PAYROLL specialists are encouraged by the increasing usage by business of payroll kiosk-type systems and the resultant easing of payroll officers’ face-to-face time with workers.
These kiosks allow workers to update their own personal details, such as contact numbers, addresses and even bank account numbers, and also check on things such as sick leave and annual leave owing by going directly to the company’s computer system and bypassing the payroll officer.
Managers can also use these systems to assist with staff planning, particularly regarding leave entitlements.
In theory the kiosks are supposed to free the payroll staff from constant interruptions over things such as sick leave entitlements and requests to change personal details.
However, some payroll sources report that, while the kiosks do reduce some of the more routine questions, staff members are now asking more involved questions about the system.
Advocates of the system say the key to introducing these systems is to do it slowly so workers have a chance to adjust to the new order.
The Association of Payroll Specialists executive director Ken Low said interruptions from workers were the bane of a payroll officer’s life.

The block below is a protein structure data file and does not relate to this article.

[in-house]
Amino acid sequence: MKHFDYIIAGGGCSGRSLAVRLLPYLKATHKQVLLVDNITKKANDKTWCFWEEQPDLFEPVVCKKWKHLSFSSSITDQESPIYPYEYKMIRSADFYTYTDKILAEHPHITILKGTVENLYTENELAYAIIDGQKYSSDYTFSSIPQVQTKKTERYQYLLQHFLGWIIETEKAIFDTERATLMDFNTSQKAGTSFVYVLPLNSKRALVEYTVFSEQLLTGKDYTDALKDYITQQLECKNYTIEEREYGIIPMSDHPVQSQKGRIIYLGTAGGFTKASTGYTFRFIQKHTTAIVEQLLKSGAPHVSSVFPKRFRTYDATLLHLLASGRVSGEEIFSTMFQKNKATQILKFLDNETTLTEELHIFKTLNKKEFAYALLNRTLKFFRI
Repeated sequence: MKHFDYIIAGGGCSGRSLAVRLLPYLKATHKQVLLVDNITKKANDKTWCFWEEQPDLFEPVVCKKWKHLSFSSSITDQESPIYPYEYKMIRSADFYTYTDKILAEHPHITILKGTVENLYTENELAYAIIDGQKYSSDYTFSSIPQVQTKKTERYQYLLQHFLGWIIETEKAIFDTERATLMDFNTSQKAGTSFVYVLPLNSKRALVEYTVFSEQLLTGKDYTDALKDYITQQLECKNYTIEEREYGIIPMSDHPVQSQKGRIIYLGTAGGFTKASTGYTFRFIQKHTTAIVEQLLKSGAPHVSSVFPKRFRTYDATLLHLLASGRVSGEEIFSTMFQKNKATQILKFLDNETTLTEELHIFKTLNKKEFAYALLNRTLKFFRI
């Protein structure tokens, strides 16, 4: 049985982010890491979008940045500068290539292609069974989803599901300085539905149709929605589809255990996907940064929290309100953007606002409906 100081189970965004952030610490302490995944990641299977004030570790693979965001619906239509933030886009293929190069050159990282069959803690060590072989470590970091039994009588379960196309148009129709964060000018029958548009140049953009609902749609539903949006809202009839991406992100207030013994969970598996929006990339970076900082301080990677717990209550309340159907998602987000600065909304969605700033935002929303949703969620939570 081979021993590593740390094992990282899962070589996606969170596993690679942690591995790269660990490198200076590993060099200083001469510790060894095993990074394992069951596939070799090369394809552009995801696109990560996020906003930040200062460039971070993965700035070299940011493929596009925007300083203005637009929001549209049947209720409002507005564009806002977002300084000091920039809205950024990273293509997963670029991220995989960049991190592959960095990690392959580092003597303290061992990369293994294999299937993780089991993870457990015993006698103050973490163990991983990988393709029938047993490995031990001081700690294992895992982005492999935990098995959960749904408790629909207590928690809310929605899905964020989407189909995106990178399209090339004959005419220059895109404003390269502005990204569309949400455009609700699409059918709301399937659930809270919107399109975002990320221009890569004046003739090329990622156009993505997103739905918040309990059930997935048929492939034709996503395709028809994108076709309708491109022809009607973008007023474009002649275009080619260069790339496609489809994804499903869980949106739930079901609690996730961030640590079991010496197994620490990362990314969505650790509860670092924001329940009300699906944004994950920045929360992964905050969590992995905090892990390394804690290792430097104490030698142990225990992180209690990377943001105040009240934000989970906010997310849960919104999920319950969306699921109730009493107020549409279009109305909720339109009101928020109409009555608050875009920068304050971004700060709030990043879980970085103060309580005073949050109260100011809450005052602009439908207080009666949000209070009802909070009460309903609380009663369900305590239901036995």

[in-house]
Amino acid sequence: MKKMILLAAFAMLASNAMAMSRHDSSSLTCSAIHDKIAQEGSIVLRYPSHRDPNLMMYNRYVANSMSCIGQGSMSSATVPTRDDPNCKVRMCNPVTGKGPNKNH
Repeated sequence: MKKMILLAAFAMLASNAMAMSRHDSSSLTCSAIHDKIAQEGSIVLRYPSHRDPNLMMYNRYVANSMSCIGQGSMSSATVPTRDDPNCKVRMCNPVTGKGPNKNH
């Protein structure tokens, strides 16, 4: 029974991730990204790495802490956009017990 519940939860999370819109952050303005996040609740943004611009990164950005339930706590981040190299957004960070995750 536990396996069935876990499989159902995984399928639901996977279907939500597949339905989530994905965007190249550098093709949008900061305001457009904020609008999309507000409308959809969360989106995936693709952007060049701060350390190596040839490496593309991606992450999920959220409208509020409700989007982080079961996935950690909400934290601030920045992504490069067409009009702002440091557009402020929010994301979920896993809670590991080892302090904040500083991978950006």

“If you can put things like updating contact numbers onto the employees and make them responsible for it, it can make the payroll process much more efficient,” he said.
Mr Low said a lot of companies were starting to adopt the payroll kiosk systems, including Wesfarmers Landmark, St John Ambulance, Epic Energy and TiWest.
“They represent a good return on investment for a company, particularly those with workers in remote locations,” he said.
Payroll kiosk providers include Frontier Software and National Payroll Systems.
Frontier Software business development manager Dorinda Sullivan said the price could vary considerably for these kiosk-type systems. Prices are often based on a flat rate plus a fee-per-employee basis.
Ms Sullivan said to call the systems a kiosk was misleading because there were few true kiosks available.
“These systems tend to work best where workers have a computer on their desk and the company has an intranet,” she said.
“Also, a lot of workers tend to access these sort of systems from their home computers via the Internet.”
Ms Sullivan said the scope of information available on the systems was limited to what the company decided to make available.
“We’ve actually had some requests to close down access to certain information,” she said.
Mr Low said companies should limit the system to allow workers to update things such as contact details first until they fully understood how it worked.
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